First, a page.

Five years ago, Dr. Lisa Pan had a patient whose depression was so severe that no form of treatment would take away his suicidal thoughts.
At age 16, he had tried every medication available. He had been subjected to electro-convulsive therapy more than 30 times. He was hospitalized and on 17 different medications.
Nothing was working.
On a hunch, the assistant professor of psychiatry and clinical and translational research at UPMC ordered a neurologic panel – the kind of tests usually run for seizure patients. The results showed that the young man had a deficiency of a protein called tetrahydrobiopterin, or bh4, in the cerebrospinal fluid that flows between the brain and spine.
Without bh4, his brain couldn’t make the neurotransmitters, such as dopamine and serotonin, essential for mood regulation and healthy brain function.
Typical depression medications are selective serotonin re-uptake inhibitors, or SSRIs, which prevent the brain from destroying serotonin. But Pan theorized that the brains of people with treatment-refractory depression – defined as a depression resistant to at least three different drugs – are not creating serotonin in the first place, so there is nothing to preserve.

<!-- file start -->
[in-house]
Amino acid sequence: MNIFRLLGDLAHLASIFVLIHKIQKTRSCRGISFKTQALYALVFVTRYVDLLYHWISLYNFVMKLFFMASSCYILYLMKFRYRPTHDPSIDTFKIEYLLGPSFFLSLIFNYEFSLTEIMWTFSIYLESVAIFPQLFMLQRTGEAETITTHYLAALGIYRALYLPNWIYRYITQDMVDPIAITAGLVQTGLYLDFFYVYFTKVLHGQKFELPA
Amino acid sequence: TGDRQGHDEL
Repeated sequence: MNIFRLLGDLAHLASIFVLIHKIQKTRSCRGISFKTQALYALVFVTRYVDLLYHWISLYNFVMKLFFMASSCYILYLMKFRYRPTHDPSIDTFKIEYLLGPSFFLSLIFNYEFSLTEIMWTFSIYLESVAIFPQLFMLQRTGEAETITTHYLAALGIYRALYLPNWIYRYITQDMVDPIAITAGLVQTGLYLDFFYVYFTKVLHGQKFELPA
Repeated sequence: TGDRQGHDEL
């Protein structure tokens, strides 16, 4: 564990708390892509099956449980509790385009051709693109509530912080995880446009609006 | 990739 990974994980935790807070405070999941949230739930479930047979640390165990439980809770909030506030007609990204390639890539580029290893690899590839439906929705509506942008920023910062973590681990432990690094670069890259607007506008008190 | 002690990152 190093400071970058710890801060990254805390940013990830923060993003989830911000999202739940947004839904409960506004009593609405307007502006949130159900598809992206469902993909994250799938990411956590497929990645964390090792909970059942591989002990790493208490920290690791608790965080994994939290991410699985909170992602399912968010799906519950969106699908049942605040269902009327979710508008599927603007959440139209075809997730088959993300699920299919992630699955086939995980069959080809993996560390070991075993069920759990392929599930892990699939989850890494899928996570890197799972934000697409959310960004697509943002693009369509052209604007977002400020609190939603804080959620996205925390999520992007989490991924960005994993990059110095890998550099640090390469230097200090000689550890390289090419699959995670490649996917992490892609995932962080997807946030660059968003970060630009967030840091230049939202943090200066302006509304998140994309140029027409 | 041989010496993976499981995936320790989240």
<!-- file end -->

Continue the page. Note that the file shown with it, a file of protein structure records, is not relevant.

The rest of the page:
“When we replaced (bh4) with an oral medication it took time, but he improved,” Pan said. “He’s now a college student, an honor student, he has a productive life and he’s much better. That’s why we started looking at other patients like him.”
Among 33 adolescent and young adult patients, Pan and her co-authors found that 21 had deficiencies in bh4 or other molecules necessary for the synthesis of neurotransmitters. The most common deficiency was in a vitamin called folate.
“Blood levels of the vitamin folate are totally normal, but when we sample the cerebrospinal fluid, we find evidence that the folate is not getting to the brain,” Pan said. “In those individuals, we were able to give a form of folate that’s already broken down that the body doesn’t have to metabolize that can get across the blood-brain barrier to the brain.”
The majority of patients saw improvement in their depression symptoms and some even experienced complete remission.
Pan said it was not clear from the research why individual patients’ brains weren’t getting the needed metabolites such as bh4 and folate. Because there are multiple metabolites needed for neurotransmitter synthesis and multiple pathways for each to reach the brain, every patient’s circumstance was a little bit different.
Pan said the treatment method represents a shift in thinking about depression, from a behavioral issue to a medical one.
“I’m really glad for it, looking at both mood disorder and suicide as a more biologic condition that needs to be treated medically,” she said.
Nearly 15 million Americans suffer from depression, and at least 15 percent of those patients are afflicted with treatment-refractory depression.
The results of Pan’s study are published in the latest issue of the American Journal of Psychiatry.